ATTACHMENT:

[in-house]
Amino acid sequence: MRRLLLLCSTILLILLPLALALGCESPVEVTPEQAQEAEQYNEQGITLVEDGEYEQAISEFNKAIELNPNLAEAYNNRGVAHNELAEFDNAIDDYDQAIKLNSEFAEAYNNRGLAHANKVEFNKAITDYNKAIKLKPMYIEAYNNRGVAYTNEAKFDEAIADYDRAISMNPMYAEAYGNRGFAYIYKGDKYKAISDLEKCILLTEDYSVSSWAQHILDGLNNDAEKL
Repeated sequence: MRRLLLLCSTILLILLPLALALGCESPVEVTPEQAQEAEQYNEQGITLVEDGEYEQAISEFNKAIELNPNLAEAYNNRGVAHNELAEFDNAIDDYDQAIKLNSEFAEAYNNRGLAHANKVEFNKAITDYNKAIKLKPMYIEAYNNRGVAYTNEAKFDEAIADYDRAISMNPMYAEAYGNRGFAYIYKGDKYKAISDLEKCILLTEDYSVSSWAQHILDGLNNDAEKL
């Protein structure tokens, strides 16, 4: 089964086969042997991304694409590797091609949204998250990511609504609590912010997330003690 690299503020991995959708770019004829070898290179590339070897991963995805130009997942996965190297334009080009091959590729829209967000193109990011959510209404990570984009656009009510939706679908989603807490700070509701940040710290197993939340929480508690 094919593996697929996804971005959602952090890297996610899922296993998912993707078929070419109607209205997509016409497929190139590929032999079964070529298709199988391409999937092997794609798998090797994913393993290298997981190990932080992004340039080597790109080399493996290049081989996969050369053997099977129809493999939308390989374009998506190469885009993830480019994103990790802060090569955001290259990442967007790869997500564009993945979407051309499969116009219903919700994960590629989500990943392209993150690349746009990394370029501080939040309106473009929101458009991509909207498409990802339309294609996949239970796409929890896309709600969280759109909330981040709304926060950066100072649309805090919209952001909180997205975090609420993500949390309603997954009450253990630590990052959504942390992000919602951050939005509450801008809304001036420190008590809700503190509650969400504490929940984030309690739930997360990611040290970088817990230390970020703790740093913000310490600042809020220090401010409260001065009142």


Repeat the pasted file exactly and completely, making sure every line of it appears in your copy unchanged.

[in-house]
Amino acid sequence: MRRLLLLCSTILLILLPLALALGCESPVEVTPEQAQEAEQYNEQGITLVEDGEYEQAISEFNKAIELNPNLAEAYNNRGVAHNELAEFDNAIDDYDQAIKLNSEFAEAYNNRGLAHANKVEFNKAITDYNKAIKLKPMYIEAYNNRGVAYTNEAKFDEAIADYDRAISMNPMYAEAYGNRGFAYIYKGDKYKAISDLEKCILLTEDYSVSSWAQHILDGLNNDAEKL
Repeated sequence: MRRLLLLCSTILLILLPLALALGCESPVEVTPEQAQEAEQYNEQGITLVEDGEYEQAISEFNKAIELNPNLAEAYNNRGVAHNELAEFDNAIDDYDQAIKLNSEFAEAYNNRGLAHANKVEFNKAITDYNKAIKLKPMYIEAYNNRGVAYTNEAKFDEAIADYDRAISMNPMYAEAYGNRGFAYIYKGDKYKAISDLEKCILLTEDYSVSSWAQHILDGLNNDAEKL
């Protein structure tokens, strides 16, 4: 089964086969042997991304694409590797091609949204998250990511609504609590912010997330003690 690299503020991995959708770019004829070898290179590339070897991963995805130009997942996965190297334009080009091959590729829209967000193109990011959510209404990570984009656009009510939706679908989603807490700070509701940040710290197993939340929480508690 094919593996697929996804971005959602952090890297996610899922296993998912993707078929070419109607209205997509016409497929190139590929032999079964070529298709199988391409999937092997794609798998090797994913393993290298997981190990932080992004340039080597790109080399493996290049081989996969050369053997099977129809493999939308390989374009998506190469885009993830480019994103990790802060090569955001290259990442967007790869997500564009993945979407051309499969116009219903919700994960590629989500990943392209993150690349746009990394370029501080939040309106473009929101458009991509909207498409990802339309294609996949239970796409929890896309709600969280759109909330981040709304926060950066100072649309805090919209952001909180997205975090609420993500949390309603997954009450253990630590990052959504942390992000919602951050939005509450801008809304001036420190008590809700503190509650969400504490929940984030309690739930997360990611040290970088817990230390970020703790740093913000310490600042809020220090401010409260001065009142």